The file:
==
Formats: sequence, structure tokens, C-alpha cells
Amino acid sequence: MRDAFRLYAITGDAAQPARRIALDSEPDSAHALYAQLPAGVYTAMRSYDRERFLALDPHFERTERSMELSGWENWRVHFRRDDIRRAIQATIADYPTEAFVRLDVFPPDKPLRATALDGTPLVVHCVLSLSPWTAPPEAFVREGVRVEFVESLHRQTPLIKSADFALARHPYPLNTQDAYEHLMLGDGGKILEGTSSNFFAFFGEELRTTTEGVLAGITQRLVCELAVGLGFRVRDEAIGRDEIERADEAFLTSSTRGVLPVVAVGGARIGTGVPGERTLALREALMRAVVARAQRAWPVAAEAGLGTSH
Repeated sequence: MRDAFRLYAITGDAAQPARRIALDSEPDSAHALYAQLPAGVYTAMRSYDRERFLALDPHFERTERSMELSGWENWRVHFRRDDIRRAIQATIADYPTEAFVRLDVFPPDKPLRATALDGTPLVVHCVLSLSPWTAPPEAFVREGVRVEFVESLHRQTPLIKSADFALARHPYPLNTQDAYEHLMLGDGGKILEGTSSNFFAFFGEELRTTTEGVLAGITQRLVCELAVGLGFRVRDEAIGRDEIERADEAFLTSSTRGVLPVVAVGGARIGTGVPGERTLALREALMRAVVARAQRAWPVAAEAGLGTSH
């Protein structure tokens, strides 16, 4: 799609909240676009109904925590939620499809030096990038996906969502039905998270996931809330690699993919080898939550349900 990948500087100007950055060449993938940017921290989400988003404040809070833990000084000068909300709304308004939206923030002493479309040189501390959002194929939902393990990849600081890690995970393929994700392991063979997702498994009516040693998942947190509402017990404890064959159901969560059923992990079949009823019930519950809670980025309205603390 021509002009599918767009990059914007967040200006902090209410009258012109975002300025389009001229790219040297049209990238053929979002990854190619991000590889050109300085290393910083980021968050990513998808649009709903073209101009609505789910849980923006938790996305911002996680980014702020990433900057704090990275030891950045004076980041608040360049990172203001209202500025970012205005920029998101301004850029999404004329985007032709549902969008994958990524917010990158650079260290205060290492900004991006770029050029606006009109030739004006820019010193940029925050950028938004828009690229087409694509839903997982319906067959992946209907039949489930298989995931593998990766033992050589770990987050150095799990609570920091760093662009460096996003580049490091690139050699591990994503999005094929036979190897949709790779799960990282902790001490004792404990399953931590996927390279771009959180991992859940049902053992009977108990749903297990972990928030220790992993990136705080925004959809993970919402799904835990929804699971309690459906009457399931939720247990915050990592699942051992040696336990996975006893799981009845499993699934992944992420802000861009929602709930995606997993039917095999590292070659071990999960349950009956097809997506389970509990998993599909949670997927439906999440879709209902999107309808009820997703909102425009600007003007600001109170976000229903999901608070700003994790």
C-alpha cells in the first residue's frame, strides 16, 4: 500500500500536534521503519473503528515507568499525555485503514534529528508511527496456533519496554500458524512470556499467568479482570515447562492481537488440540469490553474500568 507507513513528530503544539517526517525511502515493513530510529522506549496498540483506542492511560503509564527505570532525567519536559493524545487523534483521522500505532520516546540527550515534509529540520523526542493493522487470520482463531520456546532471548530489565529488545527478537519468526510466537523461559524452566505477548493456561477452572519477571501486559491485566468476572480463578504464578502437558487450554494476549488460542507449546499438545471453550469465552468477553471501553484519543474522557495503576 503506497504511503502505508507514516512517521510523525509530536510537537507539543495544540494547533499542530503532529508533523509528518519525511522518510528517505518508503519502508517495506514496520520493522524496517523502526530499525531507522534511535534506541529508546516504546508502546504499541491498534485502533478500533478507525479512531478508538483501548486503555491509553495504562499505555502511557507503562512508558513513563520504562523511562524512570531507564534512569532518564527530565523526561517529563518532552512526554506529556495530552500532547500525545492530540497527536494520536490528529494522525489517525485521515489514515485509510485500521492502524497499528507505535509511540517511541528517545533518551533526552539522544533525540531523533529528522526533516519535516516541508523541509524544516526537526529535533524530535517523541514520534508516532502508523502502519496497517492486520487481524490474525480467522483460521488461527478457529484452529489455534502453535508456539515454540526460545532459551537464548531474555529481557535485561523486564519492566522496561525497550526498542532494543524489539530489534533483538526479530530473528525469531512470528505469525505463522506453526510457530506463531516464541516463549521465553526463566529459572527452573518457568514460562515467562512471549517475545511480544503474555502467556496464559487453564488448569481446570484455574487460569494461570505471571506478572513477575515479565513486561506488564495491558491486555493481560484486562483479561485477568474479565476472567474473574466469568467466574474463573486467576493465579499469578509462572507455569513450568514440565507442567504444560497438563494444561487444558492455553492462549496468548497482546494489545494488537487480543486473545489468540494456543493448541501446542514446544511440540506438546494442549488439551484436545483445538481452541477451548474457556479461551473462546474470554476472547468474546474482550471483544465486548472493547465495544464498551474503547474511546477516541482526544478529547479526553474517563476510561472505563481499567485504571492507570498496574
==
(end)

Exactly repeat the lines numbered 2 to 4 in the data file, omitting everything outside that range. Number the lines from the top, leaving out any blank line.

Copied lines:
Amino acid sequence: MRDAFRLYAITGDAAQPARRIALDSEPDSAHALYAQLPAGVYTAMRSYDRERFLALDPHFERTERSMELSGWENWRVHFRRDDIRRAIQATIADYPTEAFVRLDVFPPDKPLRATALDGTPLVVHCVLSLSPWTAPPEAFVREGVRVEFVESLHRQTPLIKSADFALARHPYPLNTQDAYEHLMLGDGGKILEGTSSNFFAFFGEELRTTTEGVLAGITQRLVCELAVGLGFRVRDEAIGRDEIERADEAFLTSSTRGVLPVVAVGGARIGTGVPGERTLALREALMRAVVARAQRAWPVAAEAGLGTSH
Repeated sequence: MRDAFRLYAITGDAAQPARRIALDSEPDSAHALYAQLPAGVYTAMRSYDRERFLALDPHFERTERSMELSGWENWRVHFRRDDIRRAIQATIADYPTEAFVRLDVFPPDKPLRATALDGTPLVVHCVLSLSPWTAPPEAFVREGVRVEFVESLHRQTPLIKSADFALARHPYPLNTQDAYEHLMLGDGGKILEGTSSNFFAFFGEELRTTTEGVLAGITQRLVCELAVGLGFRVRDEAIGRDEIERADEAFLTSSTRGVLPVVAVGGARIGTGVPGERTLALREALMRAVVARAQRAWPVAAEAGLGTSH
């Protein structure tokens, strides 16, 4: 799609909240676009109904925590939620499809030096990038996906969502039905998270996931809330690699993919080898939550349900 990948500087100007950055060449993938940017921290989400988003404040809070833990000084000068909300709304308004939206923030002493479309040189501390959002194929939902393990990849600081890690995970393929994700392991063979997702498994009516040693998942947190509402017990404890064959159901969560059923992990079949009823019930519950809670980025309205603390 021509002009599918767009990059914007967040200006902090209410009258012109975002300025389009001229790219040297049209990238053929979002990854190619991000590889050109300085290393910083980021968050990513998808649009709903073209101009609505789910849980923006938790996305911002996680980014702020990433900057704090990275030891950045004076980041608040360049990172203001209202500025970012205005920029998101301004850029999404004329985007032709549902969008994958990524917010990158650079260290205060290492900004991006770029050029606006009109030739004006820019010193940029925050950028938004828009690229087409694509839903997982319906067959992946209907039949489930298989995931593998990766033992050589770990987050150095799990609570920091760093662009460096996003580049490091690139050699591990994503999005094929036979190897949709790779799960990282902790001490004792404990399953931590996927390279771009959180991992859940049902053992009977108990749903297990972990928030220790992993990136705080925004959809993970919402799904835990929804699971309690459906009457399931939720247990915050990592699942051992040696336990996975006893799981009845499993699934992944992420802000861009929602709930995606997993039917095999590292070659071990999960349950009956097809997506389970509990998993599909949670997927439906999440879709209902999107309808009820997703909102425009600007003007600001109170976000229903999901608070700003994790």